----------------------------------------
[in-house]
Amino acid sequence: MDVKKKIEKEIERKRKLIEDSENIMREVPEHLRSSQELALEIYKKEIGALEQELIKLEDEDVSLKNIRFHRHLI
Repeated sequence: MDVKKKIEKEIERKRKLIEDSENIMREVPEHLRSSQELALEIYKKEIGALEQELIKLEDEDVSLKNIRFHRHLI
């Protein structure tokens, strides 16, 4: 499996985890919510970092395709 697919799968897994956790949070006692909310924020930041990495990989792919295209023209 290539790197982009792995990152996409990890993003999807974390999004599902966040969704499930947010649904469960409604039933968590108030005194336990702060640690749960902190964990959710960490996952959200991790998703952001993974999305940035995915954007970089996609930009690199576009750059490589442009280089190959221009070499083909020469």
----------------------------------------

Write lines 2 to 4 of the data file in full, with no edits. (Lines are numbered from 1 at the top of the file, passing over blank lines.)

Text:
Amino acid sequence: MDVKKKIEKEIERKRKLIEDSENIMREVPEHLRSSQELALEIYKKEIGALEQELIKLEDEDVSLKNIRFHRHLI
Repeated sequence: MDVKKKIEKEIERKRKLIEDSENIMREVPEHLRSSQELALEIYKKEIGALEQELIKLEDEDVSLKNIRFHRHLI
């Protein structure tokens, strides 16, 4: 499996985890919510970092395709 697919799968897994956790949070006692909310924020930041990495990989792919295209023209 290539790197982009792995990152996409990890993003999807974390999004599902966040969704499930947010649904469960409604039933968590108030005194336990702060640690749960902190964990959710960490996952959200991790998703952001993974999305940035995915954007970089996609930009690199576009750059490589442009280089190959221009070499083909020469």